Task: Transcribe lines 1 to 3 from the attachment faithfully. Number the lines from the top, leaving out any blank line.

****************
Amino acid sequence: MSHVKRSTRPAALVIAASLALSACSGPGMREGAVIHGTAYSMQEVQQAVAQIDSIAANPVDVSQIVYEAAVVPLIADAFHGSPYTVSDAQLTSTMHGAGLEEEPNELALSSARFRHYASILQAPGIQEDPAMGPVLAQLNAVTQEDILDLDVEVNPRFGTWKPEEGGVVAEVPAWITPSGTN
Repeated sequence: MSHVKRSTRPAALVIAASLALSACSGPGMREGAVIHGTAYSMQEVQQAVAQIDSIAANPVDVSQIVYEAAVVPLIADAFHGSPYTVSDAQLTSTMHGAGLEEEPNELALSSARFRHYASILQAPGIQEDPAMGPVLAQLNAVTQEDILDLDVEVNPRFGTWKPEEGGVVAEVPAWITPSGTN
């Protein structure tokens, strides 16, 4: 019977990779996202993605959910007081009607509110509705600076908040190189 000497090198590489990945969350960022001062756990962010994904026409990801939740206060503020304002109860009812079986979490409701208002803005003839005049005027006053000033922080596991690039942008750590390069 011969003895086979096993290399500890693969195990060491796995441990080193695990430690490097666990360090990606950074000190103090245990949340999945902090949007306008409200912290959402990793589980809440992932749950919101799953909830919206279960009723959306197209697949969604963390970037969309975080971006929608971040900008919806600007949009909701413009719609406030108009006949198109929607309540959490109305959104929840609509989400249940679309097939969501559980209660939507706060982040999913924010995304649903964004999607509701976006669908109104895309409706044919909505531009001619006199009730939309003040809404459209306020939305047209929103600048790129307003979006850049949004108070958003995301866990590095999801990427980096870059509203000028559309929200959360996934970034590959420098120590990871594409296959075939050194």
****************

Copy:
Amino acid sequence: MSHVKRSTRPAALVIAASLALSACSGPGMREGAVIHGTAYSMQEVQQAVAQIDSIAANPVDVSQIVYEAAVVPLIADAFHGSPYTVSDAQLTSTMHGAGLEEEPNELALSSARFRHYASILQAPGIQEDPAMGPVLAQLNAVTQEDILDLDVEVNPRFGTWKPEEGGVVAEVPAWITPSGTN
Repeated sequence: MSHVKRSTRPAALVIAASLALSACSGPGMREGAVIHGTAYSMQEVQQAVAQIDSIAANPVDVSQIVYEAAVVPLIADAFHGSPYTVSDAQLTSTMHGAGLEEEPNELALSSARFRHYASILQAPGIQEDPAMGPVLAQLNAVTQEDILDLDVEVNPRFGTWKPEEGGVVAEVPAWITPSGTN
């Protein structure tokens, strides 16, 4: 019977990779996202993605959910007081009607509110509705600076908040190189 000497090198590489990945969350960022001062756990962010994904026409990801939740206060503020304002109860009812079986979490409701208002803005003839005049005027006053000033922080596991690039942008750590390069 011969003895086979096993290399500890693969195990060491796995441990080193695990430690490097666990360090990606950074000190103090245990949340999945902090949007306008409200912290959402990793589980809440992932749950919101799953909830919206279960009723959306197209697949969604963390970037969309975080971006929608971040900008919806600007949009909701413009719609406030108009006949198109929607309540959490109305959104929840609509989400249940679309097939969501559980209660939507706060982040999913924010995304649903964004999607509701976006669908109104895309409706044919909505531009001619006199009730939309003040809404459209306020939305047209929103600048790129307003979006850049949004108070958003995301866990590095999801990427980096870059509203000028559309929200959360996934970034590959420098120590990871594409296959075939050194």